Abstract: Counter-Revolution: Anti-Communism, Labor, and the Rise of Self-Service in New York City, 1948-1953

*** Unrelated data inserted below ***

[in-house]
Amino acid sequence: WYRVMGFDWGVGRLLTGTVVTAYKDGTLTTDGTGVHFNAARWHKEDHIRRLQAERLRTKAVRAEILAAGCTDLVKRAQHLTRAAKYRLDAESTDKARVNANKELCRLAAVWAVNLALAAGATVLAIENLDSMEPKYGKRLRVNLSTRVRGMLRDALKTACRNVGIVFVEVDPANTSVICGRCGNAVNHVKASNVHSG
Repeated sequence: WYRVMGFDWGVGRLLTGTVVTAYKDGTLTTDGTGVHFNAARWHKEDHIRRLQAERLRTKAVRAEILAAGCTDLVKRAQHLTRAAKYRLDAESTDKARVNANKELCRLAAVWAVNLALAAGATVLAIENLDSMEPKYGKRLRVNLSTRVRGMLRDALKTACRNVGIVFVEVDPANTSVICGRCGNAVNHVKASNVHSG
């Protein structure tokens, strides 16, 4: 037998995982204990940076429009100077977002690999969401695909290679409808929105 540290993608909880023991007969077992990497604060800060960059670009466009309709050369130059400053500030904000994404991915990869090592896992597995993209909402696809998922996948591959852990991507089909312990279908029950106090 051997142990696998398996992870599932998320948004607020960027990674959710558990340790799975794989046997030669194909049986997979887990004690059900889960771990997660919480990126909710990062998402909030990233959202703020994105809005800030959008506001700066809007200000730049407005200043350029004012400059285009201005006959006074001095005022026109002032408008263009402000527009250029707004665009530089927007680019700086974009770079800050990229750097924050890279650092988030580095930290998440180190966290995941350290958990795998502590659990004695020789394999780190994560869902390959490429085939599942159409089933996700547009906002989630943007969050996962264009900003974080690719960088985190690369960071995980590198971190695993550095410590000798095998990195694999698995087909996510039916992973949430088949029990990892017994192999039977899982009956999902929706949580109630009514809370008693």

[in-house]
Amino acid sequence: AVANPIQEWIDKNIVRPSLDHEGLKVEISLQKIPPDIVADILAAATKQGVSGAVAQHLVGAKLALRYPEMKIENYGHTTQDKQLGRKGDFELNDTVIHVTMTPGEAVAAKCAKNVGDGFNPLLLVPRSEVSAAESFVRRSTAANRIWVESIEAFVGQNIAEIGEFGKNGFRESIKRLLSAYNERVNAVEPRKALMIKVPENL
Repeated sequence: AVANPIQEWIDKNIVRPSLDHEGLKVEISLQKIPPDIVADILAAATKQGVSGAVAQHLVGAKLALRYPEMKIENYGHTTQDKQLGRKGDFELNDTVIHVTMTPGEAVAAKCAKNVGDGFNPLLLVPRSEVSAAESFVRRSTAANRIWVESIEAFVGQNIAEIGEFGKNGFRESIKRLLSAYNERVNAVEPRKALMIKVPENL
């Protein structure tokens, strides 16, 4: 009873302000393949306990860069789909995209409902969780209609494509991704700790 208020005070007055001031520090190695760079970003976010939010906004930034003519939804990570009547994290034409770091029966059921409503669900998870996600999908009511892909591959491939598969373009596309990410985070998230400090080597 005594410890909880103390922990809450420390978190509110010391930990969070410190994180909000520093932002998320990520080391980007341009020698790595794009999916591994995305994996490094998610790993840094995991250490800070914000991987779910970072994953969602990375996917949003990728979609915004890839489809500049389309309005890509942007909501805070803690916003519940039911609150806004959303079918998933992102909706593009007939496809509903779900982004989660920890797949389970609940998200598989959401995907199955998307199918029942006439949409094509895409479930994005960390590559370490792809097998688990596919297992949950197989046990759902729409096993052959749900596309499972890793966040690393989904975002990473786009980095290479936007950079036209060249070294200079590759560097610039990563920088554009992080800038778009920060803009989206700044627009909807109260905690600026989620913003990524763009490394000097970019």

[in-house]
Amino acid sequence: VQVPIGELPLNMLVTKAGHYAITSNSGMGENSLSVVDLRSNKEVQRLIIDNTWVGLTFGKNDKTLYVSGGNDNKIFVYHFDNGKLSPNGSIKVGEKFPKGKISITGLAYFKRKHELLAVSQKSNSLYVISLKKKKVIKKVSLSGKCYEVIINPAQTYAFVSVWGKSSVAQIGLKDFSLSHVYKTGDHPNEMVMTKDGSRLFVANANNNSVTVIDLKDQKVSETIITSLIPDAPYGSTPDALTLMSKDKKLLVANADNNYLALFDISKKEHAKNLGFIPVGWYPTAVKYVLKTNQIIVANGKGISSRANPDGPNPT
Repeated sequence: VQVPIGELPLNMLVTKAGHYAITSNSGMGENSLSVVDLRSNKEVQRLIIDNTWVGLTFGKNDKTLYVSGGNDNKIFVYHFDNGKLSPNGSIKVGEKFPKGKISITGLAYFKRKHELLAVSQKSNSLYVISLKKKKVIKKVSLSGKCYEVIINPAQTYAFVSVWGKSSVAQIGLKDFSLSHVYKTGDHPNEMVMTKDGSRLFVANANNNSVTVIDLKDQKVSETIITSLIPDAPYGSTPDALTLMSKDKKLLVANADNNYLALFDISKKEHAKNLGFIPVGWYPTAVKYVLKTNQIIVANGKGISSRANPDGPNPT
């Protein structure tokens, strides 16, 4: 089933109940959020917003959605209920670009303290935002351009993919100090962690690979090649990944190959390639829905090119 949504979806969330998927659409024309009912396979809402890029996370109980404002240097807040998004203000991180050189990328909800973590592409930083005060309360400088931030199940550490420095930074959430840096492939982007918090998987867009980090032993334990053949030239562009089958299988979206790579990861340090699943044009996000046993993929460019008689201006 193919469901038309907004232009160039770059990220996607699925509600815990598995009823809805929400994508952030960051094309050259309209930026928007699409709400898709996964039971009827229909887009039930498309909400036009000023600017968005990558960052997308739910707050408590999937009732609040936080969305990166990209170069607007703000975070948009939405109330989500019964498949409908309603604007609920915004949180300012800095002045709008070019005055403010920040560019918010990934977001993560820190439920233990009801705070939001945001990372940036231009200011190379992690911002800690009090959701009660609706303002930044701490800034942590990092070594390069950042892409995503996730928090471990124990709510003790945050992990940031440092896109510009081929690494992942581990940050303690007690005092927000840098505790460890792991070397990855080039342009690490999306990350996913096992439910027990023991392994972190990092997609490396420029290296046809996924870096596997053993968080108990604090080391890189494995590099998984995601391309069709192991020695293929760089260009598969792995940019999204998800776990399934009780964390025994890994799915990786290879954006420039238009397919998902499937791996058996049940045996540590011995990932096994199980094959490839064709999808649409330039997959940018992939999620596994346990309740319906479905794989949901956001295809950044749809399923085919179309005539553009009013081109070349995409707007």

Department store workers' unions in New York City were in many respects extremely powerful. Yet even these unions, whose leaders recognized self-service as a threat to workers' jobs by the early 1950s, failed utterly in their efforts to prevent the institution of self-service retailing. In this paper, I explore why the unions' campaign against self-service failed, focusing particularly on American anti-Communism during the late 1940s and early 1950s as a major cause of the failure to prevent what industry experts at the time described as the self-service "revolution" in retailing. Throughout the late 1940s and early 1950s, the relatively radical unions representing workers in New York City's department stores were under constant attack from more conservative unions. In this environment, radical union leaders were far more willing than they might otherwise have been to allow self-service retailing to be put into place. While leaders' occasional willingness to back down was certainly one reason the unions failed to defeat self-service, it was not the only way in which anti-Communism made possible the institution of self-service retailing. When union leaders did fight against the rise of self-service, most importantly during a strike against self-service and the accompanying layoffs at the Hearn's store, union leaders nonetheless found anti-Communism a major obstacle. Store managers bought advertisements in the city's newspapers accusing the union leaders of being Communists. The National Labor Relations Board refused to support the unions' charge that eliminating jobs in order to create a self-service store was an unfair labor practice, and the state Supreme Court issued an injunction against picketing at Hearn's. Trying to prove to the public that they were not Communists, union leaders quietly abided by the injunction, in the process abandoning their efforts to prevent the self-service revolution.